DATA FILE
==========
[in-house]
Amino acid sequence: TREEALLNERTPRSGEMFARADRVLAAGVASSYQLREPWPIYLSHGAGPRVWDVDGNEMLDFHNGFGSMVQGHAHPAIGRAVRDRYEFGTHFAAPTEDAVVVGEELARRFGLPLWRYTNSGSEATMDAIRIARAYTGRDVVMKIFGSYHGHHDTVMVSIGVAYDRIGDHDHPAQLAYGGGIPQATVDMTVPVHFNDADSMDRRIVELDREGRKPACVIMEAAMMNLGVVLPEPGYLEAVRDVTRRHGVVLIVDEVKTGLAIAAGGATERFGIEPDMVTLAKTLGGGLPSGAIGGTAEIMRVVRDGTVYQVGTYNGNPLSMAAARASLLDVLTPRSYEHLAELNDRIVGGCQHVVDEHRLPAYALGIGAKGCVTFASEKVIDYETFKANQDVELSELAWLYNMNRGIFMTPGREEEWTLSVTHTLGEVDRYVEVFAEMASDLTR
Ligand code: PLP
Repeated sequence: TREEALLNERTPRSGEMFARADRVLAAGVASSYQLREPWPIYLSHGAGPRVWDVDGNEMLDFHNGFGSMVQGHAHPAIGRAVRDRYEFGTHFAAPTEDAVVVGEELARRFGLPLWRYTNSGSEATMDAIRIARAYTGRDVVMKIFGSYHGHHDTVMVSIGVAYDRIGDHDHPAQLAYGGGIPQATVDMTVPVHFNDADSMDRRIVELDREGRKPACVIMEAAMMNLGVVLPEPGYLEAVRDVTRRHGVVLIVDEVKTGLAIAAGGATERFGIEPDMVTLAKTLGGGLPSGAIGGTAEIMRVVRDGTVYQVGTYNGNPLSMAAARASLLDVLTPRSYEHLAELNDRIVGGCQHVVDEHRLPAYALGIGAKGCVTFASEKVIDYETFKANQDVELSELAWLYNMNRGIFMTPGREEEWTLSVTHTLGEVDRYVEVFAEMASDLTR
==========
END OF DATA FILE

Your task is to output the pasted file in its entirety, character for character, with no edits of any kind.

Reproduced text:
[in-house]
Amino acid sequence: TREEALLNERTPRSGEMFARADRVLAAGVASSYQLREPWPIYLSHGAGPRVWDVDGNEMLDFHNGFGSMVQGHAHPAIGRAVRDRYEFGTHFAAPTEDAVVVGEELARRFGLPLWRYTNSGSEATMDAIRIARAYTGRDVVMKIFGSYHGHHDTVMVSIGVAYDRIGDHDHPAQLAYGGGIPQATVDMTVPVHFNDADSMDRRIVELDREGRKPACVIMEAAMMNLGVVLPEPGYLEAVRDVTRRHGVVLIVDEVKTGLAIAAGGATERFGIEPDMVTLAKTLGGGLPSGAIGGTAEIMRVVRDGTVYQVGTYNGNPLSMAAARASLLDVLTPRSYEHLAELNDRIVGGCQHVVDEHRLPAYALGIGAKGCVTFASEKVIDYETFKANQDVELSELAWLYNMNRGIFMTPGREEEWTLSVTHTLGEVDRYVEVFAEMASDLTR
Ligand code: PLP
Repeated sequence: TREEALLNERTPRSGEMFARADRVLAAGVASSYQLREPWPIYLSHGAGPRVWDVDGNEMLDFHNGFGSMVQGHAHPAIGRAVRDRYEFGTHFAAPTEDAVVVGEELARRFGLPLWRYTNSGSEATMDAIRIARAYTGRDVVMKIFGSYHGHHDTVMVSIGVAYDRIGDHDHPAQLAYGGGIPQATVDMTVPVHFNDADSMDRRIVELDREGRKPACVIMEAAMMNLGVVLPEPGYLEAVRDVTRRHGVVLIVDEVKTGLAIAAGGATERFGIEPDMVTLAKTLGGGLPSGAIGGTAEIMRVVRDGTVYQVGTYNGNPLSMAAARASLLDVLTPRSYEHLAELNDRIVGGCQHVVDEHRLPAYALGIGAKGCVTFASEKVIDYETFKANQDVELSELAWLYNMNRGIFMTPGREEEWTLSVTHTLGEVDRYVEVFAEMASDLTR